Virgin territory

The New Yorker has made the first political endorsement in its 80-year history, backing Sen. John Kerry in next week’s presidential election.

The magazine says the Bush administration’s record “has been one of failure, arrogance, and — strikingly for a team that prided itself on crisp professionalism — incompetence” and that Mr. Kerry “has demonstrated steadiness and sturdiness of character” throughout his career.

The five-page editorial in the Nov. 1 issue criticizes President Bush’s tax cuts, his environmental policies, his execution of the war in Iraq and his Justice Department’s record of “secrecy and arrogance,” the Associated Press reports.

On Iraq, the magazine says that “the cakewalk led over a cliff, to a succession of heedless and disastrous mistakes that leave one wondering, at the very least, how the Pentagon’s civilian leadership remains intact and the president’s sense of infallibility undisturbed.”

Asked why the magazine was endorsing a candidate for the first time, spokeswoman Perri Dorset said, “We believe this is a very critical election and an important time in our country and we decided we want to make a statement about it.”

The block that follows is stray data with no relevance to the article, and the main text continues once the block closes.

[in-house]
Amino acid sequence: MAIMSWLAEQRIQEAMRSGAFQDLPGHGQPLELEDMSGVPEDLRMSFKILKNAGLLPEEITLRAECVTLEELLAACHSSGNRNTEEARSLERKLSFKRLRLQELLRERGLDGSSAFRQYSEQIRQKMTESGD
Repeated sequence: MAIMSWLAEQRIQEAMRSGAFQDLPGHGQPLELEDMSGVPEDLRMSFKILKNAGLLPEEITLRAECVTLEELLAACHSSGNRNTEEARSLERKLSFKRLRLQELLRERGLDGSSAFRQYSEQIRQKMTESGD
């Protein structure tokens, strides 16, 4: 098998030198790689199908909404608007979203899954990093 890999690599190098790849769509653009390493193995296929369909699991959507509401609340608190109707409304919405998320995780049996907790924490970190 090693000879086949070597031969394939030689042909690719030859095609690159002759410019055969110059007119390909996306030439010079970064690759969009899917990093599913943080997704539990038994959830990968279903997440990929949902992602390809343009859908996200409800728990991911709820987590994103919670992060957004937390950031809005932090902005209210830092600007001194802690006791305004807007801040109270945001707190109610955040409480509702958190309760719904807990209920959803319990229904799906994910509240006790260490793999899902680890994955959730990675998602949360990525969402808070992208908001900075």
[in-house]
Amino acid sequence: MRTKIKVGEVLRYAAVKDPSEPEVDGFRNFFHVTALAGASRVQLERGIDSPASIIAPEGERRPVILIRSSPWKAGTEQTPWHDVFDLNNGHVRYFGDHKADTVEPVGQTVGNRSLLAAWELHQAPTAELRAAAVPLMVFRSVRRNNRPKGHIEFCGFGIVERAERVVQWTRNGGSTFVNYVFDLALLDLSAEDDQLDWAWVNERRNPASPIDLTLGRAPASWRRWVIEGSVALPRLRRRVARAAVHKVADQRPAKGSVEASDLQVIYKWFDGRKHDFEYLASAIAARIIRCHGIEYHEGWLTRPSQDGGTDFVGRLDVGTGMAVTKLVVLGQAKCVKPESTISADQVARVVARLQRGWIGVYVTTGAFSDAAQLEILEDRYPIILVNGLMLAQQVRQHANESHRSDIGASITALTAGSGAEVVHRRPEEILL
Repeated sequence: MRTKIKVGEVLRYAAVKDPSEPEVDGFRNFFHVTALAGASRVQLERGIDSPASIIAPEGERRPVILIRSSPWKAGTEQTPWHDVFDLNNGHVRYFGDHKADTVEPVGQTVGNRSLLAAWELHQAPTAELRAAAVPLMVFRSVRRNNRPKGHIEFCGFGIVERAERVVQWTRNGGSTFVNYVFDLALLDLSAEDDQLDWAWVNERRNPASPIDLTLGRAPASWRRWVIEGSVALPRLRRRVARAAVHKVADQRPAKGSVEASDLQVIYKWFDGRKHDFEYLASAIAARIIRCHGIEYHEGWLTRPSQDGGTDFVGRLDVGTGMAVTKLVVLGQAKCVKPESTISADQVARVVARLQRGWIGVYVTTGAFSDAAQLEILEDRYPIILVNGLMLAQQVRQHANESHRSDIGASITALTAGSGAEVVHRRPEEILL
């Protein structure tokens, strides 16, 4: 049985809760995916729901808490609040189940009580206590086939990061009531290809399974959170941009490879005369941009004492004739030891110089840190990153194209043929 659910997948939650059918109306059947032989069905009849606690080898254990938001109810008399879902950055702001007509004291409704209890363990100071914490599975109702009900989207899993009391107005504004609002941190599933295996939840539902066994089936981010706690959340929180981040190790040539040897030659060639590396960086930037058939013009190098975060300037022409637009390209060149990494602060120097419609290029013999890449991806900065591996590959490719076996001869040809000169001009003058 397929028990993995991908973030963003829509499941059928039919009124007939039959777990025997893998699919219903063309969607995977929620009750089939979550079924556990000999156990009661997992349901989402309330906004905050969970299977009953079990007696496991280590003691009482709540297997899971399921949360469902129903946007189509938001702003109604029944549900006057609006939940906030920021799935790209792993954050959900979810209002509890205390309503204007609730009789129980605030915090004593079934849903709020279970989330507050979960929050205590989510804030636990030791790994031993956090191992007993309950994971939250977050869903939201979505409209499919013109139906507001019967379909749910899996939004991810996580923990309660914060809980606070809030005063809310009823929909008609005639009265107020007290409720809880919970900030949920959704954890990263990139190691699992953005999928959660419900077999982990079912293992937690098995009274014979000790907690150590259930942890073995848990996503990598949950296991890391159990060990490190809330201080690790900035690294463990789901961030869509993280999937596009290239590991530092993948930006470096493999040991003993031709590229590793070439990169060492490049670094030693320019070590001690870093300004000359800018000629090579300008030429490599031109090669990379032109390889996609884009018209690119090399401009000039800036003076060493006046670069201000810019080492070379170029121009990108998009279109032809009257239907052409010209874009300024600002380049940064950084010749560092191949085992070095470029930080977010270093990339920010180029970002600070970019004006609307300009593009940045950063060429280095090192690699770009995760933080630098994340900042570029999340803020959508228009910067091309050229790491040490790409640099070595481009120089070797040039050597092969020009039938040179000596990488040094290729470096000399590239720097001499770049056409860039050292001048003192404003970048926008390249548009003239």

Avoiding a riot

The wife of Democratic vice-presidential hopeful Sen. John Edwards said on Sunday there will be no riots after the election — as long as Sen. John Kerry wins.

“C-SPAN cameras captured spouse Elizabeth Edwards making the startling comments to a supporter during a Kerry Campaign Town Hall Meeting in Harrisburg, Pa.,” Matt Drudge reports at his Web site (www.drudgereport.com).

Supporter: “Kerry’s going to take PA.”

Mrs. Edwards: “I know that.”

Supporter: “I’m just worried there’s going to be riots afterwards.”

Mrs. Edwards: “Uh … well … not if we win.”

A prediction

“The election is still a week off, but the Bush camp is making strong predictions about the final outcome,” Paul Bedard writes in the Washington Whispers column of U.S. News & World Report.

“Insiders tell us that the Bush-Cheney polling team believes the president will win re-election 50 percent to 47 percent.”

Greg Pierce can be reached at 202/636-3285 or gpierce@washingtontimes.com.